We humans long have endeavored to paint a picture of what an afterlife might entail. In crossing the river Styx or descending into Dante’s layer cake, the unknown has left us open to tremendous creativity. Presently, the majority tradition in the West is based on a single framing wherein folks have a largely binary choice between heaven and hell. How we follow the path to one or the other is not entirely the same among all sects but does acknowledge mostly a similar geography.
So interesting and compelling is it to imagine what becomes of us once we’ve shed our mortal coil that artists, writers, singers and stage dressers, for centuries, have made good use of the mystery. Today, Hollywood’s entertainment complex routinely retreats to the question of the afterlife as a sure-fire method to gain market. At present, there are scores of films, episodic series, and even situation comedies dedicated to the premise that we all end up in some version of a very good or very bad place.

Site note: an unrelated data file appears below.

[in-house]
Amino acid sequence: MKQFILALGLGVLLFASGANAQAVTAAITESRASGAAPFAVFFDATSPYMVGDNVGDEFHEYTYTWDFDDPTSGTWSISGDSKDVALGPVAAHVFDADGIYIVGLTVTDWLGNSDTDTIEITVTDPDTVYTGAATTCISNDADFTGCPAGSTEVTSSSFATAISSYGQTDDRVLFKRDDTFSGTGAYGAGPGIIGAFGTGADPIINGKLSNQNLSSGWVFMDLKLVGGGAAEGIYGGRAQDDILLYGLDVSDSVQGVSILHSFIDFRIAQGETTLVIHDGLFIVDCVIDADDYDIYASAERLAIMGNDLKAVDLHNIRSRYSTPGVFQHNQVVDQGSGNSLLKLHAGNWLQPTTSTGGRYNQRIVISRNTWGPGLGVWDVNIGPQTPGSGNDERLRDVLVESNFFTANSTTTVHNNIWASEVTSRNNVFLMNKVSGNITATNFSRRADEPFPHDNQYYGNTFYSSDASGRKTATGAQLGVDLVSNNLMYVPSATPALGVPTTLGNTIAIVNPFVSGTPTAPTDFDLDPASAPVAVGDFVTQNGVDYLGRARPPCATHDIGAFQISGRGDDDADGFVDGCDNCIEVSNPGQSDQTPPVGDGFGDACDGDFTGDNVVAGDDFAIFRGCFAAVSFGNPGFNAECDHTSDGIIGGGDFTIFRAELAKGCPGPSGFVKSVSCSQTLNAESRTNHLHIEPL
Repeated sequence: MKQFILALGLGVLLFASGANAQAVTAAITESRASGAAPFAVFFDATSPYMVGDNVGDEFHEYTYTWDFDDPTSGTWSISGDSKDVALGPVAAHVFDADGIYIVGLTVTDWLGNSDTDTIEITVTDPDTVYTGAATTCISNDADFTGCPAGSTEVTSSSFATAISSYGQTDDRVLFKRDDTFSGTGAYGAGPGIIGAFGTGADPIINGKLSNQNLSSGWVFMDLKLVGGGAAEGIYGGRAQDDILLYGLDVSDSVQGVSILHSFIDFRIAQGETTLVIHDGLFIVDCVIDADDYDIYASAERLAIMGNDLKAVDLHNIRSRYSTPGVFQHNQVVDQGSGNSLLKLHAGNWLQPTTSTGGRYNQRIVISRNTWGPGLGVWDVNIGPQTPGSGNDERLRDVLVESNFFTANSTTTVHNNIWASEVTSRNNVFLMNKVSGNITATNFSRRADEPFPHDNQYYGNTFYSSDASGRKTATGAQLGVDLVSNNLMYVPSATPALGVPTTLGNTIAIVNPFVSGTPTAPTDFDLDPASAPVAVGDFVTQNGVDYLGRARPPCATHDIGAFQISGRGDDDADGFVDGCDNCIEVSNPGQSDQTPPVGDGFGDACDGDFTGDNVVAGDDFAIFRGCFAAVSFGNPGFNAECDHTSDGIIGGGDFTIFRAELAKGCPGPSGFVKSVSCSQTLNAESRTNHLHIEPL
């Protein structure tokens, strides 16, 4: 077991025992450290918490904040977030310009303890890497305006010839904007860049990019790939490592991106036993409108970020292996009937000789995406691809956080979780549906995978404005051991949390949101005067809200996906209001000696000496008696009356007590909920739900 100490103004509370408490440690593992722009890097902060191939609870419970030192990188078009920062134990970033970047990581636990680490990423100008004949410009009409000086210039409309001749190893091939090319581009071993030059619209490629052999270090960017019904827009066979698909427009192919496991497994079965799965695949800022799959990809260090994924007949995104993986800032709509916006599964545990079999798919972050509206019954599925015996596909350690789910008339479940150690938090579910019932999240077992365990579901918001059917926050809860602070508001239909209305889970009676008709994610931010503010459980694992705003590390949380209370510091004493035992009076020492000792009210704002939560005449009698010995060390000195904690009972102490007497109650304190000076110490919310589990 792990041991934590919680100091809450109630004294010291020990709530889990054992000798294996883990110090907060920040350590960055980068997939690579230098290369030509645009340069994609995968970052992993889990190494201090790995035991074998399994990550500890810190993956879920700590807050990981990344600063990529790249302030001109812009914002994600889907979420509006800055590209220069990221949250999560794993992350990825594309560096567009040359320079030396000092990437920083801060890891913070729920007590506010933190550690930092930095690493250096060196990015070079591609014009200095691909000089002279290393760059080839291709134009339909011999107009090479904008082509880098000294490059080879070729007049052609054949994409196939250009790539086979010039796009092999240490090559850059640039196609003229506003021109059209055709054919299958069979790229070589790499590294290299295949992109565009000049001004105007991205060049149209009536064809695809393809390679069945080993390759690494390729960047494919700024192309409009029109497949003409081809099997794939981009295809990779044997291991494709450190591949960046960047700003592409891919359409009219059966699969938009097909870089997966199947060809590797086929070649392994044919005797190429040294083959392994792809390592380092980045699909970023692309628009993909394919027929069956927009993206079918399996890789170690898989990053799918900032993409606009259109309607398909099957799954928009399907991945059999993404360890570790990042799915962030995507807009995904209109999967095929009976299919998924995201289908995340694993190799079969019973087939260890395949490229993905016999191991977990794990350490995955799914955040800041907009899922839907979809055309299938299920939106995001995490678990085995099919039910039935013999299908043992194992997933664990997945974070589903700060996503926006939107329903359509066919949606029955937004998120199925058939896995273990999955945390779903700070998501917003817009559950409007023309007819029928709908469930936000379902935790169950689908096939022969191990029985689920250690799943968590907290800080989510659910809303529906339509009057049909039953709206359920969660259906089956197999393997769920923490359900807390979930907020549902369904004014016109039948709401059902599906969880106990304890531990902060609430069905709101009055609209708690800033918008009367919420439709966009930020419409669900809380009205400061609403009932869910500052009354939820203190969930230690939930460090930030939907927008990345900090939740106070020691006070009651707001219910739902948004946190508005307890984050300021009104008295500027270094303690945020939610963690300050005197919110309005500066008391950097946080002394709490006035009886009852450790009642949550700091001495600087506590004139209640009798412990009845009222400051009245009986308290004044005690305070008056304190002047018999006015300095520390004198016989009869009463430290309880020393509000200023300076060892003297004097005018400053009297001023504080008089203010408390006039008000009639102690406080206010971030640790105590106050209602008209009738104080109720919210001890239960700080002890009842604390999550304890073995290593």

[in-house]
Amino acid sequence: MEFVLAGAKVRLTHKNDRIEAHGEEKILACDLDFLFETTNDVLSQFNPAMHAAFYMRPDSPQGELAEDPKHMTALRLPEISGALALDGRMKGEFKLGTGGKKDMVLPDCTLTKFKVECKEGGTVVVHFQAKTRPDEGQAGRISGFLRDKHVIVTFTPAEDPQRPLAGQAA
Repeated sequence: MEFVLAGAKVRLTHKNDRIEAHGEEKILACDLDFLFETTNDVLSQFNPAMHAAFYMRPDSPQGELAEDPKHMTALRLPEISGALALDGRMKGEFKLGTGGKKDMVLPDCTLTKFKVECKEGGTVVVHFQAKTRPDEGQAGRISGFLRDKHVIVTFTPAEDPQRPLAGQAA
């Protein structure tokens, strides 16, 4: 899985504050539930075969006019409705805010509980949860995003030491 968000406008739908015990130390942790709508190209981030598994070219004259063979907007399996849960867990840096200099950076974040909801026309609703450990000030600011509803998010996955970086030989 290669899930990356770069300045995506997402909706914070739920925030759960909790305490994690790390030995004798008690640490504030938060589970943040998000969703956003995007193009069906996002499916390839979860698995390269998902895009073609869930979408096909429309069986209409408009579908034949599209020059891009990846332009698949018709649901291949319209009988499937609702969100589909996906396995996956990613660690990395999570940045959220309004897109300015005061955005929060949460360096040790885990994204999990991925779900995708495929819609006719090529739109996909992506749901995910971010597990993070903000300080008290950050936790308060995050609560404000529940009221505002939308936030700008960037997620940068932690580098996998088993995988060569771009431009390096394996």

One such program examines a group of four human souls perhaps wrongly damned to hell and the sympathetic demon dedicated to proving that they should have all gone the other direction. Each must earn enough good “points” to tip the scale upward. Pet a dog, get a point. Kick a dog, lose a few. It is silly to imagine a spawn of Satan changing stripes, but the more ludicrous supposition might be that admission to heaven is earned like a free sandwich at Subway. Is being a vegan worth more points than coaching a youth softball league? Is a generous gift of money earned from a millionaire better than no gift from someone without means? If we can gain afterlife access status, do we have enough frequent prayer miles to board early?